There are all sorts of reasons not to vote for Mitt Romney. One of the simplest is that Romney's tax plan won't reduce the deficit. So says Erskine Bowles, who co-chaired the deficit reduction commission with Alan Simpson:

This month, Romney said that his tax reform proposal is "very similar to the Simpson-Bowles plan." How I wish it were. I will be the first to cheer if Romney decides to embrace our plan. Unfortunately, the numbers say otherwise: His reform plan leaves too many tax breaks in place and, as a result, does nothing to reduce the debt.

...although I give Romney credit for pledging to reform the tax code to reduce loopholes, his current proposal will not take us to the promised land. Our commission's tax plan broadens the base, simplifies the code, reduces tax expenditures and generates $1 trillion for deficit reduction while making the tax code more progressive. The Romney plan, by sticking to revenue-neutrality and leaving in place tax breaks, would raise taxes on the middle class and do nothing to shrink the deficit [Erskine Bowles, "Romney's Tax Plan Won't Cut the Deficit," Washington Post, August 9, 2012].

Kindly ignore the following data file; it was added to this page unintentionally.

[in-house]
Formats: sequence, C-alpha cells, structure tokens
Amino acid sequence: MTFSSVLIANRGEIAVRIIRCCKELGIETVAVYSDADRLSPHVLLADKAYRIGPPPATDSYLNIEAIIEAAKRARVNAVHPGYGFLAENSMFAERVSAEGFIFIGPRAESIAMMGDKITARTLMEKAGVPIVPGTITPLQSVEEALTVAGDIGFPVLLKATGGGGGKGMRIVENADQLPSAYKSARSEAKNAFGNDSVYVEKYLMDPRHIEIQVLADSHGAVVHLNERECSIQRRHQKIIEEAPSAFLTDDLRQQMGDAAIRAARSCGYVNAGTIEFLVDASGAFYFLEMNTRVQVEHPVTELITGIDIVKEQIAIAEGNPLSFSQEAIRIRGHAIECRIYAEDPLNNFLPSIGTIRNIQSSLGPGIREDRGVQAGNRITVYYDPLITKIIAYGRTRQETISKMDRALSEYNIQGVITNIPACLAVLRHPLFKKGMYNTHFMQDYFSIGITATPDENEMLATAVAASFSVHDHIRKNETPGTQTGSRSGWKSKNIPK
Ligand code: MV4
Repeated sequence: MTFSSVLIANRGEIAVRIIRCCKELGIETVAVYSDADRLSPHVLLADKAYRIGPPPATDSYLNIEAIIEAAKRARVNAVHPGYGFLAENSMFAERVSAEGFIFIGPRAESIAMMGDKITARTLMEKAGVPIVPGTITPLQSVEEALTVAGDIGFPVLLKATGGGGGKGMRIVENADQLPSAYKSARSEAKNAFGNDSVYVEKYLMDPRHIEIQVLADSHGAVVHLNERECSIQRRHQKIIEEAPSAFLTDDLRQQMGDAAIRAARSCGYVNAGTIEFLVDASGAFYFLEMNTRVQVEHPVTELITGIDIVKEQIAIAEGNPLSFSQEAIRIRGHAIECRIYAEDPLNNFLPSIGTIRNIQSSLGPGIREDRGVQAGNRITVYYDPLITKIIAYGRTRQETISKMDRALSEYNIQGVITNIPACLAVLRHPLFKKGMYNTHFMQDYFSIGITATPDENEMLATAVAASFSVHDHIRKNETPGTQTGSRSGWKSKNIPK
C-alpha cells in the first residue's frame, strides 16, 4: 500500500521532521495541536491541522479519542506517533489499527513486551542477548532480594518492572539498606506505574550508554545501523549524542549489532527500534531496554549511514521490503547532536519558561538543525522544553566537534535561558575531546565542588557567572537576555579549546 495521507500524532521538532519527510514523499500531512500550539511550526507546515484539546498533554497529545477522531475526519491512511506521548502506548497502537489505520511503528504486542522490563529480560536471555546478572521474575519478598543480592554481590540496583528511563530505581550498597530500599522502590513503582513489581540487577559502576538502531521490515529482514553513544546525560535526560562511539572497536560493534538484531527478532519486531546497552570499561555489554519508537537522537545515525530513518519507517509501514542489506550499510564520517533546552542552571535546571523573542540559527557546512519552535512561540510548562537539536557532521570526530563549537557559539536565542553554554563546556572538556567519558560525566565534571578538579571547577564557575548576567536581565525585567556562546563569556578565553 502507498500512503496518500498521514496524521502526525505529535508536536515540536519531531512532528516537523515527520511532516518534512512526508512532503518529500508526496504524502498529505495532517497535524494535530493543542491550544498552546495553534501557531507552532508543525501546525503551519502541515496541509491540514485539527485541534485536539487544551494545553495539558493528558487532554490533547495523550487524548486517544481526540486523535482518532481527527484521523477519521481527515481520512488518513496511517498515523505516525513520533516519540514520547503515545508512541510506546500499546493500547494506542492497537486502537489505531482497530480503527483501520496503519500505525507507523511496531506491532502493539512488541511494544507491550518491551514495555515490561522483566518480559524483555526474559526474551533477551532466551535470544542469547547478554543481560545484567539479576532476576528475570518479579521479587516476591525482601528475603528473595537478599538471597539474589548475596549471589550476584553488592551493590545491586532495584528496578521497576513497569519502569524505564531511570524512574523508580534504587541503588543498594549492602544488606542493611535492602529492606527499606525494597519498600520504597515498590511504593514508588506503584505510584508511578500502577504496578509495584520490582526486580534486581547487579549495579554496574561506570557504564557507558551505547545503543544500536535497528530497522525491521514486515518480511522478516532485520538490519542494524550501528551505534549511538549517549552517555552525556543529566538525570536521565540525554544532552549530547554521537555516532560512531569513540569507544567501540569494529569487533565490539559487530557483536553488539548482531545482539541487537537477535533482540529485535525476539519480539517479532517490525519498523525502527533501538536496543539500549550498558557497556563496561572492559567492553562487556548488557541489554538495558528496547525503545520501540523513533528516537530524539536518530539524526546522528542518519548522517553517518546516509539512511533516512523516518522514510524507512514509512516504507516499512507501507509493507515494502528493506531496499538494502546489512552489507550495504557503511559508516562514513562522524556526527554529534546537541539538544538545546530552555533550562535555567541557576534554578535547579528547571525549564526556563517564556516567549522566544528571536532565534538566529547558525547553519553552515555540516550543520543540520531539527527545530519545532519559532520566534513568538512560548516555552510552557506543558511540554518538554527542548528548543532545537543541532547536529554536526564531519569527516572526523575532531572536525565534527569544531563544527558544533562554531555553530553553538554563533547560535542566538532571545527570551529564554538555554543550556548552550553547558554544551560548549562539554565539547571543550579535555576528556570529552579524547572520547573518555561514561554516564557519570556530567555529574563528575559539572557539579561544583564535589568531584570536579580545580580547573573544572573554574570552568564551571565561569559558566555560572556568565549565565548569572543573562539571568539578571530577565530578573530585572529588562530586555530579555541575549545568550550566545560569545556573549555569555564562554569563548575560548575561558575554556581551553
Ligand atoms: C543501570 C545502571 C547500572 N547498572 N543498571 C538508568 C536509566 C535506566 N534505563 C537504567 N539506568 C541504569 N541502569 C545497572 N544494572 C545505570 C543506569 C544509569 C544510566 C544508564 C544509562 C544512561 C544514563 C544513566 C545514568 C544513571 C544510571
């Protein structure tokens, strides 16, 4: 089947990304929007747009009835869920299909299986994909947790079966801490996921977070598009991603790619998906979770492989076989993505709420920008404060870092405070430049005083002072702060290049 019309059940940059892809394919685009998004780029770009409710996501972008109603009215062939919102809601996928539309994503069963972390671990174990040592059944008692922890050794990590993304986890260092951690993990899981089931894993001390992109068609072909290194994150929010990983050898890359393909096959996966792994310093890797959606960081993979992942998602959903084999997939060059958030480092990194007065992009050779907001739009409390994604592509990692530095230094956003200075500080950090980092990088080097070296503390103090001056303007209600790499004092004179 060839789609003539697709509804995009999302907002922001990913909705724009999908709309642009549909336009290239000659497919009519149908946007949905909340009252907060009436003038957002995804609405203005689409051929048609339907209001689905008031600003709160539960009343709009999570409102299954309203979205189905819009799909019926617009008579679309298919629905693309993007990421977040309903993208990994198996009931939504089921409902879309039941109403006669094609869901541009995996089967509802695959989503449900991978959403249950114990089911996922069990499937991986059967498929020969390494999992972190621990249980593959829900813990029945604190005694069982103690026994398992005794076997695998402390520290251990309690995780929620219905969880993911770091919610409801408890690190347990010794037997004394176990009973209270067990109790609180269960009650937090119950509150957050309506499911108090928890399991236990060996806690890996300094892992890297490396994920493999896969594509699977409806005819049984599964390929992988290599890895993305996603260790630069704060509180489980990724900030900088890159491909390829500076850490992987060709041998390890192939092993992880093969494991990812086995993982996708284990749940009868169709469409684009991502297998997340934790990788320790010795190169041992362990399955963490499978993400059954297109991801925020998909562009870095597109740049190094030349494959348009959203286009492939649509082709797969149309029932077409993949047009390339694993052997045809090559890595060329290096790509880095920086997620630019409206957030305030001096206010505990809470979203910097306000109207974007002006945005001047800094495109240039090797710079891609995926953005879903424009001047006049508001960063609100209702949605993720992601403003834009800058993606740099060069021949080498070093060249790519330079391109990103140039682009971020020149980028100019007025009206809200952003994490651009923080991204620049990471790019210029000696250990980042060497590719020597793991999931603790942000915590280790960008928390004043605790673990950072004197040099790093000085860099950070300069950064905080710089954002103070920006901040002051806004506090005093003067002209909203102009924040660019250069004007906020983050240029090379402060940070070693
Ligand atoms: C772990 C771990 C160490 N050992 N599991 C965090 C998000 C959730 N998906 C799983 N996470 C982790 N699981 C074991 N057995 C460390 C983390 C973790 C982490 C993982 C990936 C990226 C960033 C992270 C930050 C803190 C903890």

Romney continues to peddle the immature fantasy that we can pay less in taxes and make our deficit magically disappear. Grown-ups like Bowles and Simpson understand that we've already spent $16 trillion that we don't have on programs that we've already used. Even if we indulged the Republican fantasy of ending Medicare and other government programs, we still have an obligation to pay for what we've already used. Romney's plan doesn't get us to the point where we can pay our debts. Remember, in recent history, the only President to do that was a Democrat.